unsustainable extraction of biomass through deforestation, land grabbing, over-fishing,
exploiting natives in the process sustainability goals can be easily achieved ​(Martínez-Alier,
2012)​. These goals are similar to the objectives of SDGs in Brundtland approaches. In every
essence, environmental justice solutions are more subjective solutions to strategies designed in
UN conventions and sustainability goals set for different timelines. They integrate the global
environmental concerns with those of locals by helping indigenous fight for their territories and
ensuring public disproportioned resources are fairly shared with the underprivileged. In the end,
combining individual successes of environmental justice adds up into realized sustainable goals
developed in Brundtland conventions.
Eco-socialism is the amalgamation of ecological sustainability goals with social,
economic goals of a society. It stresses on the social utility of natural resources and fights the
concept of their ownership. Eco-Socialistic approaches regulate usage of natural resources by
reducing them to their primary metabolism with human beings. Meaning, they are used as much
as they are needed. This approach is emphasized with an objective to satisfy current and future
needs generation-wise. One sustainable way eco-socialistic solutions might strive to effect is the
creation of new employment opportunities for those displaced from industrial firms after the
massive efforts to pursue more greener solutions and to rely on small-scale production ​(Magdoff
& Foster, 2011a)​.
Among other resources such as electricity, eco-socialists would work towards the reversal
of the privatization of water distribution making it accessible to all and controlled and managed
by the public for their interest and benefit. Eco-socialism would find sustainable solutions to
satisfy worldwide energy needs using renewable energy sources such as the sun, water, and wind
by eliminating the use of fossil and biofuels and nuclear energy. In the meantime, eco-socialists
would begin with distributing profits acquired from fossil fuels by instituting carbon taxes where
all dividends are shared by the public enforcing sustainability by conservation ​(Magdoff &
Foster, 2011a)​.
Social democracy is a new form of democratic governance where responsibilities are
emphasized towards fellow human beings, the community and other societies around the world.
Socially involved planning shall be executed at every level owned and run by the people
themselves​. A
​ t the heart of it, social democratic solutions shall foster social ownership,
orchestrated by the working class to satisfy the need of the community. These solutions involve
radical changes in self-governing communities. Decision-making on the management of
community infrastructure as well as provisions is then decentralized. So doing helps the mass
participation in satisfying society needs ​(Magdoff & Foster, 2011a)​.
Social democratic solutions have to meet all the needs of the people while upholding the
social utility of natural resources and facilitating a socially engaging climate for all community
members. Better social welfare systems are characteristic of these solutions where healthcare,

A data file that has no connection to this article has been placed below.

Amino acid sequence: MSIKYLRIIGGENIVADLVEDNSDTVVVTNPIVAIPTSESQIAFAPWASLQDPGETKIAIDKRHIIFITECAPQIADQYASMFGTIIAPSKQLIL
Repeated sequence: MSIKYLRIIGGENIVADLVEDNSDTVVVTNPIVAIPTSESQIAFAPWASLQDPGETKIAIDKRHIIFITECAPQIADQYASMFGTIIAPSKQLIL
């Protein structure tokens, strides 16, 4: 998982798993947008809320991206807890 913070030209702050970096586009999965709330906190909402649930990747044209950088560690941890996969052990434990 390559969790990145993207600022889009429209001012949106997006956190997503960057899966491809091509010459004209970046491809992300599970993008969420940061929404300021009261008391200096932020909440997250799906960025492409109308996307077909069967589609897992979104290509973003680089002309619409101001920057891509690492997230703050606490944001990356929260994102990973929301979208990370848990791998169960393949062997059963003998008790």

social security, food accessibility, and employment are secured. Fundamentally, social
democracy pushes capitalism to its bottom line and beyond in terms of sustainability placing
humanity before capital. Social democratic approaches would perhaps be the best solutions that
integrate better with both environmental justice and Brundtland paradigms essentially because it
supports institutionalized decision-making processes such as those needed by Brundtland,
capitalistic and democratic economies such as the United States. It achieves these while still
paving the way for a radical socialistic change towards empowering the minorities through
socialism and democracy as a primary principle of environmental justice ​(Magdoff & Foster,
2011a)​.
Much of the current environmental issues are due to the race to accumulate more capital.
However, by focusing on things that must be done instead of the limits of capitalism, an
environmentally safe world can be realized within the century. Only by reforming the current
democracies onto social democracies can these efforts of sustainability defeat the pullbacks of
capitalism and bureaucracy. Social democracy will emphasize duties to one another and
communities within and beyond borders. This form of the ruling will be owned and ran by the
people themselves and not a bureaucracy ​(Magdoff & Foster, 2011a)​. Boycotts, strikes, and
demonstrations can help win significant but small-scale concessions that will improve issues here
and there but locally. They can be used to enforce various no-carbon regulations. Broad
coalitions consolidated from efforts of acquiring short-term material winnings can help people
obtain enough political power to enforce long-term sustainability efforts ​(Aronoff et al., 2019)​.
Distribution of the basics, such as food, water, land, security, housing, and healthcare, should
focus on satisfying human needs and not rely on forces of the market capital control. Such a
world will realize the vanity and impossibility of endless accumulation of capital. The new
egalitarian society will adopt various desirable characteristics of capitalism such as the
“self-reinforcing character” only this time it will be mutually tied with the long-term needs of
nature and humanity ​(Magdoff & Foster, 2011a)​. By utilizing the anger, people may be feeling
from the inability of the current capitalistic rule to uphold sustainable solutions to the endangered